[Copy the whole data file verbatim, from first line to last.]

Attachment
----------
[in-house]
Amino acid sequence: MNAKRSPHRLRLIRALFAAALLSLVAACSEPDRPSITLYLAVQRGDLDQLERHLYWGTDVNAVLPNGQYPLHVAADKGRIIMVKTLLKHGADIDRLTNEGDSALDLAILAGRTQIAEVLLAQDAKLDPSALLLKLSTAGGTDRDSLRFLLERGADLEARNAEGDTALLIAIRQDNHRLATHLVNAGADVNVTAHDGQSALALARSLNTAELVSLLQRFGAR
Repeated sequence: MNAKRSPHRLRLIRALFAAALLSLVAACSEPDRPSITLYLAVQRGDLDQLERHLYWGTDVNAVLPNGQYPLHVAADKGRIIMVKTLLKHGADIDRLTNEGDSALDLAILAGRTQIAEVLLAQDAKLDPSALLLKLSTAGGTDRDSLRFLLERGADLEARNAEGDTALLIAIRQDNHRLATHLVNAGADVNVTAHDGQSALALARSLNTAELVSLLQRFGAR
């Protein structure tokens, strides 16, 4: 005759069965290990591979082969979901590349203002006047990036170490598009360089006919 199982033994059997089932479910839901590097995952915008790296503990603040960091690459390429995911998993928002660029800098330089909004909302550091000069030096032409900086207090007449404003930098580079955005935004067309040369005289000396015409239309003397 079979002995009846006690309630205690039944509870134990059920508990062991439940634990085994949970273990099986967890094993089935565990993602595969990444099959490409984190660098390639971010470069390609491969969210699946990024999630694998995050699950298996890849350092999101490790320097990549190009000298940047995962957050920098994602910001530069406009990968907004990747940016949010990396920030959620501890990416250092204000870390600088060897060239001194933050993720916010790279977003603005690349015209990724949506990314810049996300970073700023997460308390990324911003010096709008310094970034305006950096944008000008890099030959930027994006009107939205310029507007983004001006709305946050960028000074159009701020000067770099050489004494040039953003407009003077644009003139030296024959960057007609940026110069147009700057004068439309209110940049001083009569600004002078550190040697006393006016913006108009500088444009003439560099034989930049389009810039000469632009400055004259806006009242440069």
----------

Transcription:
[in-house]
Amino acid sequence: MNAKRSPHRLRLIRALFAAALLSLVAACSEPDRPSITLYLAVQRGDLDQLERHLYWGTDVNAVLPNGQYPLHVAADKGRIIMVKTLLKHGADIDRLTNEGDSALDLAILAGRTQIAEVLLAQDAKLDPSALLLKLSTAGGTDRDSLRFLLERGADLEARNAEGDTALLIAIRQDNHRLATHLVNAGADVNVTAHDGQSALALARSLNTAELVSLLQRFGAR
Repeated sequence: MNAKRSPHRLRLIRALFAAALLSLVAACSEPDRPSITLYLAVQRGDLDQLERHLYWGTDVNAVLPNGQYPLHVAADKGRIIMVKTLLKHGADIDRLTNEGDSALDLAILAGRTQIAEVLLAQDAKLDPSALLLKLSTAGGTDRDSLRFLLERGADLEARNAEGDTALLIAIRQDNHRLATHLVNAGADVNVTAHDGQSALALARSLNTAELVSLLQRFGAR
């Protein structure tokens, strides 16, 4: 005759069965290990591979082969979901590349203002006047990036170490598009360089006919 199982033994059997089932479910839901590097995952915008790296503990603040960091690459390429995911998993928002660029800098330089909004909302550091000069030096032409900086207090007449404003930098580079955005935004067309040369005289000396015409239309003397 079979002995009846006690309630205690039944509870134990059920508990062991439940634990085994949970273990099986967890094993089935565990993602595969990444099959490409984190660098390639971010470069390609491969969210699946990024999630694998995050699950298996890849350092999101490790320097990549190009000298940047995962957050920098994602910001530069406009990968907004990747940016949010990396920030959620501890990416250092204000870390600088060897060239001194933050993720916010790279977003603005690349015209990724949506990314810049996300970073700023997460308390990324911003010096709008310094970034305006950096944008000008890099030959930027994006009107939205310029507007983004001006709305946050960028000074159009701020000067770099050489004494040039953003407009003077644009003139030296024959960057007609940026110069147009700057004068439309209110940049001083009569600004002078550190040697006393006016913006108009500088444009003439560099034989930049389009810039000469632009400055004259806006009242440069």